Now though that I don't have to spend twenty minutes scraping frozen snow off the car in sub-zero temperatures and risk death slide scenarios every time I need to leave the house, it's feels like I've been without arms and they've just grown back or something. With the thaw life just became easy and I feel like I can do it again.
I am ignoring the fact that more snow/sleet is predicted for Wednesday and started filling up my diary with appointments that have been two weeks in the waiting. I usually hate making phone calls to arrange anything, but this morning it was a relief to be able to get on with things.
I hate knowing that I have been so incapacitated by a bit of extreme weather. I wonder how that can be with recent events in Haiti, which should surely have put things in perspective for me. But it didn't. It just made me feel sad and helpless in addition.
DEC appeal here, if you can afford to give.
Tuesday, January 05, 2010
Friday, December 25, 2009
The kids are off school so I'm not getting much Internet time because the moment I get the laptop out the kids put away whatever they are doing, mope about, and mumble "I don't know what to do" over and over. A none too subtle ploy to get me to let them go on the CBeebies website.
I quite like being a mother, but I don't like the parenting. It's like being a Manager but with the knob turned up +5000 and in your own home. And children are really random. They like baked potatoes one week, scream their heads off when you give it to them the next week. They refuse to put coats, hats and scarves on before going out and then when they're out complain how cold they are. They happily ignore you engrossed in their play until you take a phone call / pop to the loo / start to read something, when suddenly they need nothing but oxygen and your immediate and absolute attention. Parentland - it's quite a culture shock to be here.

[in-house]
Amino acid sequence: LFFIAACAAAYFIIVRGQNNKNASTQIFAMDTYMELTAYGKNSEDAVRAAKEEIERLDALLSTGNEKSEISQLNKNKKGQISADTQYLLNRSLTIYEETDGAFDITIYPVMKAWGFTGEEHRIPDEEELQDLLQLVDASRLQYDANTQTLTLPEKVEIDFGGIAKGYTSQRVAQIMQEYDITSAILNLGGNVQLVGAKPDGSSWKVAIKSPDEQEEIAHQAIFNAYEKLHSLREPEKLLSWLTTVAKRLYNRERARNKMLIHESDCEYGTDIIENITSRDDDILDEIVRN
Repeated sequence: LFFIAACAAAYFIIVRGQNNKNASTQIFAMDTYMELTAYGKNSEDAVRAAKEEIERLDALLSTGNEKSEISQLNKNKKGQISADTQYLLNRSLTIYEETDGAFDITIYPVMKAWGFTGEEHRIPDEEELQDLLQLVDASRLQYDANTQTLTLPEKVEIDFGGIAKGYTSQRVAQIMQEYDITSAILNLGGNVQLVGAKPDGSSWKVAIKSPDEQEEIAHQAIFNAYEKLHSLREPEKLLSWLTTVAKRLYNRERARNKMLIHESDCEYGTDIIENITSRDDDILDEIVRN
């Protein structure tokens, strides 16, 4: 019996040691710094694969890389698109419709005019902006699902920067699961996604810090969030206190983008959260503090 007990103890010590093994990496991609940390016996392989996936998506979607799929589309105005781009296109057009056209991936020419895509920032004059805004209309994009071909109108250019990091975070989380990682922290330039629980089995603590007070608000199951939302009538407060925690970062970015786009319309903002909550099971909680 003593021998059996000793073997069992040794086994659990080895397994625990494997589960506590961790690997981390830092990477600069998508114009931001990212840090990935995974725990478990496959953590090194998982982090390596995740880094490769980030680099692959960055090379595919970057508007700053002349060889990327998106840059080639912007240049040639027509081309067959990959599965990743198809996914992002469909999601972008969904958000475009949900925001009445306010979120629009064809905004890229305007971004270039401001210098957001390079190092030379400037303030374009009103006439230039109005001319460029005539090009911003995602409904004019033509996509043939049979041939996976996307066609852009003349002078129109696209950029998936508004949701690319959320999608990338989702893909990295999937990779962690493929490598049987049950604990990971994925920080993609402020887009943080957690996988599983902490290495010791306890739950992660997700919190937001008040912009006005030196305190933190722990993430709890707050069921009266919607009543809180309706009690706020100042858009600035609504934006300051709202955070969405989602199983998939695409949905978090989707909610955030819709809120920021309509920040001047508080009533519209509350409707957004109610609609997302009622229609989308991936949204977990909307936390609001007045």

It should be quite an exciting time, our first Christmas with our children, but, tell you the truth, I feel quite sad tonight. These children have known us for two months and so are spending their Christmas this year with virtual strangers, even if they don't appear to see it that way. It should never have had to be like this for them.
Here's to us all getting to know each other in the coming New Year.
Merry Christmas everyone. Have a good one.
Wednesday, December 16, 2009
If ever there was proof that the human race is not on a continuous course towards a better world it is the current story that Cadburys are cowering in a corner from big bad confectionery company, Kraft (who?).
Cadburys, who need no introduction to any person British, was started in 1824 by a family of Quakers. Chocolate was ethical you see and no Quakers wanted to make money out of anything that brought any harm to the world.